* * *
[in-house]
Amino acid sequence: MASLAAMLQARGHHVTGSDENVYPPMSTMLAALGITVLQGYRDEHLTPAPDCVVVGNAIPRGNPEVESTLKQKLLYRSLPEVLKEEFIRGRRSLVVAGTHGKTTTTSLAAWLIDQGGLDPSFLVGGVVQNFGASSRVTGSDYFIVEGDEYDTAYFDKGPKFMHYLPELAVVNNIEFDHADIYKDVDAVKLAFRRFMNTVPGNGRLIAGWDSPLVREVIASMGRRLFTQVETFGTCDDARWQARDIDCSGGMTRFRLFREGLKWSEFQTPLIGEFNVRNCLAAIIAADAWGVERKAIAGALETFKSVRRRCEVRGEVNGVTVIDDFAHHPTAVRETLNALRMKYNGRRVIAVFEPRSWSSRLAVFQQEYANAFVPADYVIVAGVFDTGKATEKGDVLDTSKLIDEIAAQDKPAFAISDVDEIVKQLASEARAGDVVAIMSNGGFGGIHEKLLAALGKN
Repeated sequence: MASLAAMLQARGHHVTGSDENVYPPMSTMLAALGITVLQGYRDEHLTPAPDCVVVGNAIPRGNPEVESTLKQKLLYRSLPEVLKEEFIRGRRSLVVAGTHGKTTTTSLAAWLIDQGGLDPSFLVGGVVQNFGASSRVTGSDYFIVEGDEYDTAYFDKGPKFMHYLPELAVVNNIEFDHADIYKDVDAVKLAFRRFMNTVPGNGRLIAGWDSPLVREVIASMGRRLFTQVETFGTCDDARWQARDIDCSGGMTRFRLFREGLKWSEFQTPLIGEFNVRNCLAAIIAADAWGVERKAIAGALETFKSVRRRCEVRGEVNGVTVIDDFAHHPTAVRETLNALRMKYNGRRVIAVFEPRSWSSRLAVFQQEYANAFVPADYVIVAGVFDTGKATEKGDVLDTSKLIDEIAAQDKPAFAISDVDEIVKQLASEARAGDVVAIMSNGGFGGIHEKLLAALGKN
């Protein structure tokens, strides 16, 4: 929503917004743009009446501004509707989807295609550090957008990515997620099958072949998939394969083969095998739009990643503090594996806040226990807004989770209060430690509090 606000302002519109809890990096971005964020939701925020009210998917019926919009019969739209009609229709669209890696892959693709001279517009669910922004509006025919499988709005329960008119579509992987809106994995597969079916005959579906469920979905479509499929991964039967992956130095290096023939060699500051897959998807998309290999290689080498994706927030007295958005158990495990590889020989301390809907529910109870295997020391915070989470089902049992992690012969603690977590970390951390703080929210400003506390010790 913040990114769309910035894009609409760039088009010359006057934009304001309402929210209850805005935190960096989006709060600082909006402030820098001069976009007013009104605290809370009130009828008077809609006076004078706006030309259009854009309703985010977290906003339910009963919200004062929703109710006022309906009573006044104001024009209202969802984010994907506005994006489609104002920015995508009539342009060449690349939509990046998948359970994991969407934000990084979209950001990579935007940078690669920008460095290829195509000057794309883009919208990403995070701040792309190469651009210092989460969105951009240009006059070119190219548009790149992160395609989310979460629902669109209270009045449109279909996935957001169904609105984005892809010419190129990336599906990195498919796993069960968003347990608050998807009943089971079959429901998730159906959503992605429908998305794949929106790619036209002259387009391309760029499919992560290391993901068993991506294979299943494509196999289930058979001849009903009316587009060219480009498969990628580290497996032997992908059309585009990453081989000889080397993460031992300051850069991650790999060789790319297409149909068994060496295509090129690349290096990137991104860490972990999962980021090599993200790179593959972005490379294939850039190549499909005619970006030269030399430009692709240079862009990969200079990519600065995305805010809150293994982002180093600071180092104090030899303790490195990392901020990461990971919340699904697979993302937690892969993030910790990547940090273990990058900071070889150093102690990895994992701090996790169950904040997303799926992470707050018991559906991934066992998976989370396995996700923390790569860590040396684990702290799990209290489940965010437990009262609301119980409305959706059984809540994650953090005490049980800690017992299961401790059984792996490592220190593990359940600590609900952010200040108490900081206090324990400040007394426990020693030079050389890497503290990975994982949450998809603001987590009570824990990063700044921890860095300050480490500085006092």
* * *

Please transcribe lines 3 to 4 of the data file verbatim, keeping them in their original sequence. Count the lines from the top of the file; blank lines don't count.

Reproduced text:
Repeated sequence: MASLAAMLQARGHHVTGSDENVYPPMSTMLAALGITVLQGYRDEHLTPAPDCVVVGNAIPRGNPEVESTLKQKLLYRSLPEVLKEEFIRGRRSLVVAGTHGKTTTTSLAAWLIDQGGLDPSFLVGGVVQNFGASSRVTGSDYFIVEGDEYDTAYFDKGPKFMHYLPELAVVNNIEFDHADIYKDVDAVKLAFRRFMNTVPGNGRLIAGWDSPLVREVIASMGRRLFTQVETFGTCDDARWQARDIDCSGGMTRFRLFREGLKWSEFQTPLIGEFNVRNCLAAIIAADAWGVERKAIAGALETFKSVRRRCEVRGEVNGVTVIDDFAHHPTAVRETLNALRMKYNGRRVIAVFEPRSWSSRLAVFQQEYANAFVPADYVIVAGVFDTGKATEKGDVLDTSKLIDEIAAQDKPAFAISDVDEIVKQLASEARAGDVVAIMSNGGFGGIHEKLLAALGKN
């Protein structure tokens, strides 16, 4: 929503917004743009009446501004509707989807295609550090957008990515997620099958072949998939394969083969095998739009990643503090594996806040226990807004989770209060430690509090 606000302002519109809890990096971005964020939701925020009210998917019926919009019969739209009609229709669209890696892959693709001279517009669910922004509006025919499988709005329960008119579509992987809106994995597969079916005959579906469920979905479509499929991964039967992956130095290096023939060699500051897959998807998309290999290689080498994706927030007295958005158990495990590889020989301390809907529910109870295997020391915070989470089902049992992690012969603690977590970390951390703080929210400003506390010790 913040990114769309910035894009609409760039088009010359006057934009304001309402929210209850805005935190960096989006709060600082909006402030820098001069976009007013009104605290809370009130009828008077809609006076004078706006030309259009854009309703985010977290906003339910009963919200004062929703109710006022309906009573006044104001024009209202969802984010994907506005994006489609104002920015995508009539342009060449690349939509990046998948359970994991969407934000990084979209950001990579935007940078690669920008460095290829195509000057794309883009919208990403995070701040792309190469651009210092989460969105951009240009006059070119190219548009790149992160395609989310979460629902669109209270009045449109279909996935957001169904609105984005892809010419190129990336599906990195498919796993069960968003347990608050998807009943089971079959429901998730159906959503992605429908998305794949929106790619036209002259387009391309760029499919992560290391993901068993991506294979299943494509196999289930058979001849009903009316587009060219480009498969990628580290497996032997992908059309585009990453081989000889080397993460031992300051850069991650790999060789790319297409149909068994060496295509090129690349290096990137991104860490972990999962980021090599993200790179593959972005490379294939850039190549499909005619970006030269030399430009692709240079862009990969200079990519600065995305805010809150293994982002180093600071180092104090030899303790490195990392901020990461990971919340699904697979993302937690892969993030910790990547940090273990990058900071070889150093102690990895994992701090996790169950904040997303799926992470707050018991559906991934066992998976989370396995996700923390790569860590040396684990702290799990209290489940965010437990009262609301119980409305959706059984809540994650953090005490049980800690017992299961401790059984792996490592220190593990359940600590609900952010200040108490900081206090324990400040007394426990020693030079050389890497503290990975994982949450998809603001987590009570824990990063700044921890860095300050480490500085006092």